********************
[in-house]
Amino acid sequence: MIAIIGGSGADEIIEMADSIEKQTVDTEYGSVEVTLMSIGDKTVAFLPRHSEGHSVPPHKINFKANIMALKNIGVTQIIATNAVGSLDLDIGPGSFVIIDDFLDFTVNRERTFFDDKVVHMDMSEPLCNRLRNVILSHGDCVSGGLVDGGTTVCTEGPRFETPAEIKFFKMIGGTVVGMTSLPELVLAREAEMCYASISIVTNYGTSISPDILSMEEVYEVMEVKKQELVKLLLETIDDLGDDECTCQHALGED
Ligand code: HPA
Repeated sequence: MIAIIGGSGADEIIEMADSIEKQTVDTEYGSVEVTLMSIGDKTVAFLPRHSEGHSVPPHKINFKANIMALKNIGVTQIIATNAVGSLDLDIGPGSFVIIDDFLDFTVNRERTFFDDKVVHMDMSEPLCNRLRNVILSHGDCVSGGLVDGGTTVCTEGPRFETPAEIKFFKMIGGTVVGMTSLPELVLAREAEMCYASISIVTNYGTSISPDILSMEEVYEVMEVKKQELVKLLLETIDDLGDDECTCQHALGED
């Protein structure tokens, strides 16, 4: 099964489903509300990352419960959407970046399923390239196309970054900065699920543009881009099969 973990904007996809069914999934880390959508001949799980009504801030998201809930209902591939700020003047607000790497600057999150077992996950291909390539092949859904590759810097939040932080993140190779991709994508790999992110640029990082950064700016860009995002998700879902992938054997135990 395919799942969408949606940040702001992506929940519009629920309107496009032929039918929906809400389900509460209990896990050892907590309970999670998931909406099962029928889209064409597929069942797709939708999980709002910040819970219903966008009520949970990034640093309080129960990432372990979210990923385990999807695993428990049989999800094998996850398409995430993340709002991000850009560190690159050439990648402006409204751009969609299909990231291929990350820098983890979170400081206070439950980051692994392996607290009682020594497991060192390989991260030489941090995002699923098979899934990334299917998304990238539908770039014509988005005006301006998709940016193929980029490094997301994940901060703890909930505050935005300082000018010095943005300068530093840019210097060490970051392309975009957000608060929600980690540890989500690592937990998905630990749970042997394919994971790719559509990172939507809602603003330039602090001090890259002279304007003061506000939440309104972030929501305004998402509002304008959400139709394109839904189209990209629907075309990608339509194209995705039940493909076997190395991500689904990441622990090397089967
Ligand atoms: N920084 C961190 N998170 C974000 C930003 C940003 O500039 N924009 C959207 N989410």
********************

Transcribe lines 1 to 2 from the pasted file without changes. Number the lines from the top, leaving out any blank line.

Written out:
[in-house]
Amino acid sequence: MIAIIGGSGADEIIEMADSIEKQTVDTEYGSVEVTLMSIGDKTVAFLPRHSEGHSVPPHKINFKANIMALKNIGVTQIIATNAVGSLDLDIGPGSFVIIDDFLDFTVNRERTFFDDKVVHMDMSEPLCNRLRNVILSHGDCVSGGLVDGGTTVCTEGPRFETPAEIKFFKMIGGTVVGMTSLPELVLAREAEMCYASISIVTNYGTSISPDILSMEEVYEVMEVKKQELVKLLLETIDDLGDDECTCQHALGED